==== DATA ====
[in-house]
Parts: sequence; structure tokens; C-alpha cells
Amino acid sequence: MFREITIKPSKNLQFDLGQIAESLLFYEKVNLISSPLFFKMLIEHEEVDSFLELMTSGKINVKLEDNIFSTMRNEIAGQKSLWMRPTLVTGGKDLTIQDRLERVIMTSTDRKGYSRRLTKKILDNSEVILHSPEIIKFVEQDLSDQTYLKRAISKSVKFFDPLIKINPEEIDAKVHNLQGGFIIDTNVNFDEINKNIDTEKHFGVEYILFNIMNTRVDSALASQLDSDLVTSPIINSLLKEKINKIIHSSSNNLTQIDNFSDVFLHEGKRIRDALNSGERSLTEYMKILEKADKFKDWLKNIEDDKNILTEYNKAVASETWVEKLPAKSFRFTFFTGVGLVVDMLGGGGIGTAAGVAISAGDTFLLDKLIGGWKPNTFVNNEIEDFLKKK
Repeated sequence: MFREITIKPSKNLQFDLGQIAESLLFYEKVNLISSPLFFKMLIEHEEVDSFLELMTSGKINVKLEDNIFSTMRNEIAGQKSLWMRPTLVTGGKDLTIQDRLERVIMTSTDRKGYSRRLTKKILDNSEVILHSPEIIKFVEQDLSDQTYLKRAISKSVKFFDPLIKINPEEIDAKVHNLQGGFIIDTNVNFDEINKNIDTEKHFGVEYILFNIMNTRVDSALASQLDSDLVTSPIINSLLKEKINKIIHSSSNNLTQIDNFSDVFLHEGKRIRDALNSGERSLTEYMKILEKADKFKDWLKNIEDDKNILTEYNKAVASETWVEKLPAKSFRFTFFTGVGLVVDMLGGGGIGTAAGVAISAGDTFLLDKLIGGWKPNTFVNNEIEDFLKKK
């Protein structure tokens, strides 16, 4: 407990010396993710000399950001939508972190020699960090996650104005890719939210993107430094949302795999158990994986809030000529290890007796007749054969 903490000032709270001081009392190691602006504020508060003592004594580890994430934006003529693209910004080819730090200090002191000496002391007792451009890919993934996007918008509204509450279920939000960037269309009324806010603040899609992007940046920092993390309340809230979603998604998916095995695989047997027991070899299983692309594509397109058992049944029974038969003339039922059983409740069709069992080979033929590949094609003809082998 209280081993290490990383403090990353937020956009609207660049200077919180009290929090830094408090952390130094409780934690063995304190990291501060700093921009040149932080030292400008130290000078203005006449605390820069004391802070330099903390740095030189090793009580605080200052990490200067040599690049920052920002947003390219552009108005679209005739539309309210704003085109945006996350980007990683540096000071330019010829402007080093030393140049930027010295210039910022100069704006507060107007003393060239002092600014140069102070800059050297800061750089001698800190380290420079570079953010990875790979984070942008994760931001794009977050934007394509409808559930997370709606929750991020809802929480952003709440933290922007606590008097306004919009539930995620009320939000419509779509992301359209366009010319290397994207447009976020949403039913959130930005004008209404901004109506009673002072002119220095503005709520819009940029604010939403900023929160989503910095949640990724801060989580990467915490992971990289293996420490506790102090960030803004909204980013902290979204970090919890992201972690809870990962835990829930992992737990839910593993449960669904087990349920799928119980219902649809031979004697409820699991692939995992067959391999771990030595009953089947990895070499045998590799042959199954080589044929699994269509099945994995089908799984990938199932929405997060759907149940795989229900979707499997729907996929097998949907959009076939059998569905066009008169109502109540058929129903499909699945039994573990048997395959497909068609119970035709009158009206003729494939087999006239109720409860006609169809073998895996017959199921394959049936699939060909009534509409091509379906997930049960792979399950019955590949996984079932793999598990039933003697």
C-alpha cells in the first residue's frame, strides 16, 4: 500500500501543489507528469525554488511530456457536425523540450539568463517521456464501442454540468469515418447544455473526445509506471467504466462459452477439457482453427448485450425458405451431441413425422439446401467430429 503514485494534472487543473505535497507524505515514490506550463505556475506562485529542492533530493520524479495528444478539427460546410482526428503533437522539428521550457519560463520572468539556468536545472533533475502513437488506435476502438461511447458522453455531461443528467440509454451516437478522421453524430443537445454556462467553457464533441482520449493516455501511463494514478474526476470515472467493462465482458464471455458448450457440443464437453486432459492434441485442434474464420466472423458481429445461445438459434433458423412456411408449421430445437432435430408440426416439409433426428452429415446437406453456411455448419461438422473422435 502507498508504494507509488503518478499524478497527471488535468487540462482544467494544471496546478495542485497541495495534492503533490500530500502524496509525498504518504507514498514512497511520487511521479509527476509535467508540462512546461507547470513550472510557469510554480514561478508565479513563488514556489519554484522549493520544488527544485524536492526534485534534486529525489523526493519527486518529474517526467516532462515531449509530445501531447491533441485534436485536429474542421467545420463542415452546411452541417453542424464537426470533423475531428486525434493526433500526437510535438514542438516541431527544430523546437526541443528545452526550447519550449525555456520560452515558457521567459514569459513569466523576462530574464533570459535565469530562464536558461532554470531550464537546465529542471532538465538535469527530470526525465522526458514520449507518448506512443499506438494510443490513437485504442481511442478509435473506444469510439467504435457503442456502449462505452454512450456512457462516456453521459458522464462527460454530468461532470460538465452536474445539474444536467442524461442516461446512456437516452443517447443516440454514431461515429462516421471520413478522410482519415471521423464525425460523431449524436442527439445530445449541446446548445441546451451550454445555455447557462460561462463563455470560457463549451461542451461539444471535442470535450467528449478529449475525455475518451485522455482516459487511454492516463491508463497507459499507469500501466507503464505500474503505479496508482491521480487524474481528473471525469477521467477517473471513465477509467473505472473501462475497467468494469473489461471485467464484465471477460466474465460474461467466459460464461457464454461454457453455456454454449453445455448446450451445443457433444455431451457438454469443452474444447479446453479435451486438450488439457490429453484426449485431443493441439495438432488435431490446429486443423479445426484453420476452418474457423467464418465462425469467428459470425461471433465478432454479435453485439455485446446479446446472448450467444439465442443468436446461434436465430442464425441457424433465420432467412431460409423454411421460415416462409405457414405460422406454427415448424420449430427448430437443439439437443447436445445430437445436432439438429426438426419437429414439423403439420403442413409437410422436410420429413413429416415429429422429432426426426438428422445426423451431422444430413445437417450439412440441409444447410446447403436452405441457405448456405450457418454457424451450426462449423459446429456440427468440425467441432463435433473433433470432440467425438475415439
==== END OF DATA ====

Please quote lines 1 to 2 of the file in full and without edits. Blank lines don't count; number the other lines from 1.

[in-house]
Parts: sequence; structure tokens; C-alpha cells